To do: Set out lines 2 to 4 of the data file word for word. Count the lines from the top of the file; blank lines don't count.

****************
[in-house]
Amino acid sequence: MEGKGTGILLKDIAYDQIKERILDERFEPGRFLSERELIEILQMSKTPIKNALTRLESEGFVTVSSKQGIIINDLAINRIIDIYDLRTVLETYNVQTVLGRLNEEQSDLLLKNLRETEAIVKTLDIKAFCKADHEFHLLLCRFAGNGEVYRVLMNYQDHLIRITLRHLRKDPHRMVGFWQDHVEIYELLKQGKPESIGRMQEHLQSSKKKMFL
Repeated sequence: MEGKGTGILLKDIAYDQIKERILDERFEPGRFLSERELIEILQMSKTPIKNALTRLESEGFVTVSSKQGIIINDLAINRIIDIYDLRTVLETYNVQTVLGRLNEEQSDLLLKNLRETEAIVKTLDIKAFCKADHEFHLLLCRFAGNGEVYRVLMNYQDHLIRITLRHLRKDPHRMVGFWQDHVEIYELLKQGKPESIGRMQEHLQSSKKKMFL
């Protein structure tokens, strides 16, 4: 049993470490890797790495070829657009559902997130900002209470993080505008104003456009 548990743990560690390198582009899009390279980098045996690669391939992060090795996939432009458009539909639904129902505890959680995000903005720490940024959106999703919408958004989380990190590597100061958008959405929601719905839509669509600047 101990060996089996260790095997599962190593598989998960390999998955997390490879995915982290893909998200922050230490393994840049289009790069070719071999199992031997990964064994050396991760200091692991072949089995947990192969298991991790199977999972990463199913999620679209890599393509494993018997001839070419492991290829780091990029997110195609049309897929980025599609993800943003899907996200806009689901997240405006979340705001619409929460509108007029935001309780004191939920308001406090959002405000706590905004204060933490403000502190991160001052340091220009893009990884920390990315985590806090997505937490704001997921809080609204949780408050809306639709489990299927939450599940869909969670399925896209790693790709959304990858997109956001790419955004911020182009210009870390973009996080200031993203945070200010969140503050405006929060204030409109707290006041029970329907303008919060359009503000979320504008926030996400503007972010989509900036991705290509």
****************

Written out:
Amino acid sequence: MEGKGTGILLKDIAYDQIKERILDERFEPGRFLSERELIEILQMSKTPIKNALTRLESEGFVTVSSKQGIIINDLAINRIIDIYDLRTVLETYNVQTVLGRLNEEQSDLLLKNLRETEAIVKTLDIKAFCKADHEFHLLLCRFAGNGEVYRVLMNYQDHLIRITLRHLRKDPHRMVGFWQDHVEIYELLKQGKPESIGRMQEHLQSSKKKMFL
Repeated sequence: MEGKGTGILLKDIAYDQIKERILDERFEPGRFLSERELIEILQMSKTPIKNALTRLESEGFVTVSSKQGIIINDLAINRIIDIYDLRTVLETYNVQTVLGRLNEEQSDLLLKNLRETEAIVKTLDIKAFCKADHEFHLLLCRFAGNGEVYRVLMNYQDHLIRITLRHLRKDPHRMVGFWQDHVEIYELLKQGKPESIGRMQEHLQSSKKKMFL
């Protein structure tokens, strides 16, 4: 049993470490890797790495070829657009559902997130900002209470993080505008104003456009 548990743990560690390198582009899009390279980098045996690669391939992060090795996939432009458009539909639904129902505890959680995000903005720490940024959106999703919408958004989380990190590597100061958008959405929601719905839509669509600047 101990060996089996260790095997599962190593598989998960390999998955997390490879995915982290893909998200922050230490393994840049289009790069070719071999199992031997990964064994050396991760200091692991072949089995947990192969298991991790199977999972990463199913999620679209890599393509494993018997001839070419492991290829780091990029997110195609049309897929980025599609993800943003899907996200806009689901997240405006979340705001619409929460509108007029935001309780004191939920308001406090959002405000706590905004204060933490403000502190991160001052340091220009893009990884920390990315985590806090997505937490704001997921809080609204949780408050809306639709489990299927939450599940869909969670399925896209790693790709959304990858997109956001790419955004911020182009210009870390973009996080200031993203945070200010969140503050405006929060204030409109707290006041029970329907303008919060359009503000979320504008926030996400503007972010989509900036991705290509």